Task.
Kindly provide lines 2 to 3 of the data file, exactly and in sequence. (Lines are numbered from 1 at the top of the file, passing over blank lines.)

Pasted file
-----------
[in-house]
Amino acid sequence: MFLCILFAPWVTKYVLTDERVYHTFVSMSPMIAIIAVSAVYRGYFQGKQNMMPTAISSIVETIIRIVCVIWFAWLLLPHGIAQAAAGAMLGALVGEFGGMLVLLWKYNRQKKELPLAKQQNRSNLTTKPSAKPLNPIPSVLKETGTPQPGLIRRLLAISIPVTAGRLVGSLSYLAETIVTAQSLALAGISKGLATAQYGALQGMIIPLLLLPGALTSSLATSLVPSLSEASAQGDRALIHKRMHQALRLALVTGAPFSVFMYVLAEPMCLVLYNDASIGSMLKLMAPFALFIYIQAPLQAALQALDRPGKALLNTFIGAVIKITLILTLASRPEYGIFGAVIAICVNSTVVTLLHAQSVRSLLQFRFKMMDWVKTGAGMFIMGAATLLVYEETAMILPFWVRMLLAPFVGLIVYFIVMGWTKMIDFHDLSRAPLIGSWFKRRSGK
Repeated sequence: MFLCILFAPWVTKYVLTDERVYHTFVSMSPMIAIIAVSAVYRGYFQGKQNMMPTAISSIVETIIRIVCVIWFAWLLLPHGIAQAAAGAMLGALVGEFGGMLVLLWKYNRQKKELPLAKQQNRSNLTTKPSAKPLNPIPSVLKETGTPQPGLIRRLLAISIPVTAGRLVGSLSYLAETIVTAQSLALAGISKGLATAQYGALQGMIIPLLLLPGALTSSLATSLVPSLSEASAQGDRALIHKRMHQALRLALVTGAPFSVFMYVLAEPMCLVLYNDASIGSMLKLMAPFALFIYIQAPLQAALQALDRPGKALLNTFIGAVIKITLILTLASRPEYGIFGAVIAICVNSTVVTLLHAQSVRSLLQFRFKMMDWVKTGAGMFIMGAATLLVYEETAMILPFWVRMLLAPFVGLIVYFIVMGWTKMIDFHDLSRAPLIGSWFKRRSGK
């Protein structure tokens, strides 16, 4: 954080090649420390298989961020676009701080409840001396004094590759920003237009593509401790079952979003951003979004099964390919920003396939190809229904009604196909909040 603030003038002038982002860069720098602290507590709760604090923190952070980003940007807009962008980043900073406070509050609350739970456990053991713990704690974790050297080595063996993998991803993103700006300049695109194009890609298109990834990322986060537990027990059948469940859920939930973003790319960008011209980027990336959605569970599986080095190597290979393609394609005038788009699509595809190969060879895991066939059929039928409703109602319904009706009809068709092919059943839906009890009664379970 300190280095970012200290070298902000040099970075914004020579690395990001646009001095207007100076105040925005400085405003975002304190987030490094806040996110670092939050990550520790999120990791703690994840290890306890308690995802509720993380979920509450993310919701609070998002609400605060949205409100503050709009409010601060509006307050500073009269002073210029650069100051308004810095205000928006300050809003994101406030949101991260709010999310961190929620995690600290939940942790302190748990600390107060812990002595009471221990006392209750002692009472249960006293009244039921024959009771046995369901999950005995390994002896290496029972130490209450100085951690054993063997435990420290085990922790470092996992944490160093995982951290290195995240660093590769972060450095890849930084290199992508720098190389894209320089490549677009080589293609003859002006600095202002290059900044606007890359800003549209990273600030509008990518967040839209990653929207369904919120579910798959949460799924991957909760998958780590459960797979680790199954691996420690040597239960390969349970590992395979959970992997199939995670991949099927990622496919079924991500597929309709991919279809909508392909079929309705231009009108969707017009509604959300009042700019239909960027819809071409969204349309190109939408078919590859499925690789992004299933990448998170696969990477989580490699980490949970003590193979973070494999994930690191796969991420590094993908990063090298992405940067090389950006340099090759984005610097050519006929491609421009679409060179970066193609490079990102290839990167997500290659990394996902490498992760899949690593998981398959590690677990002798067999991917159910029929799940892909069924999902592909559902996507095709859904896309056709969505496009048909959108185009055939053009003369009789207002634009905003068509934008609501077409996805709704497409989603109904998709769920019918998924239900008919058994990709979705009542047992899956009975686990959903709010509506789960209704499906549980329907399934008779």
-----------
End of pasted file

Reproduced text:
Amino acid sequence: MFLCILFAPWVTKYVLTDERVYHTFVSMSPMIAIIAVSAVYRGYFQGKQNMMPTAISSIVETIIRIVCVIWFAWLLLPHGIAQAAAGAMLGALVGEFGGMLVLLWKYNRQKKELPLAKQQNRSNLTTKPSAKPLNPIPSVLKETGTPQPGLIRRLLAISIPVTAGRLVGSLSYLAETIVTAQSLALAGISKGLATAQYGALQGMIIPLLLLPGALTSSLATSLVPSLSEASAQGDRALIHKRMHQALRLALVTGAPFSVFMYVLAEPMCLVLYNDASIGSMLKLMAPFALFIYIQAPLQAALQALDRPGKALLNTFIGAVIKITLILTLASRPEYGIFGAVIAICVNSTVVTLLHAQSVRSLLQFRFKMMDWVKTGAGMFIMGAATLLVYEETAMILPFWVRMLLAPFVGLIVYFIVMGWTKMIDFHDLSRAPLIGSWFKRRSGK
Repeated sequence: MFLCILFAPWVTKYVLTDERVYHTFVSMSPMIAIIAVSAVYRGYFQGKQNMMPTAISSIVETIIRIVCVIWFAWLLLPHGIAQAAAGAMLGALVGEFGGMLVLLWKYNRQKKELPLAKQQNRSNLTTKPSAKPLNPIPSVLKETGTPQPGLIRRLLAISIPVTAGRLVGSLSYLAETIVTAQSLALAGISKGLATAQYGALQGMIIPLLLLPGALTSSLATSLVPSLSEASAQGDRALIHKRMHQALRLALVTGAPFSVFMYVLAEPMCLVLYNDASIGSMLKLMAPFALFIYIQAPLQAALQALDRPGKALLNTFIGAVIKITLILTLASRPEYGIFGAVIAICVNSTVVTLLHAQSVRSLLQFRFKMMDWVKTGAGMFIMGAATLLVYEETAMILPFWVRMLLAPFVGLIVYFIVMGWTKMIDFHDLSRAPLIGSWFKRRSGK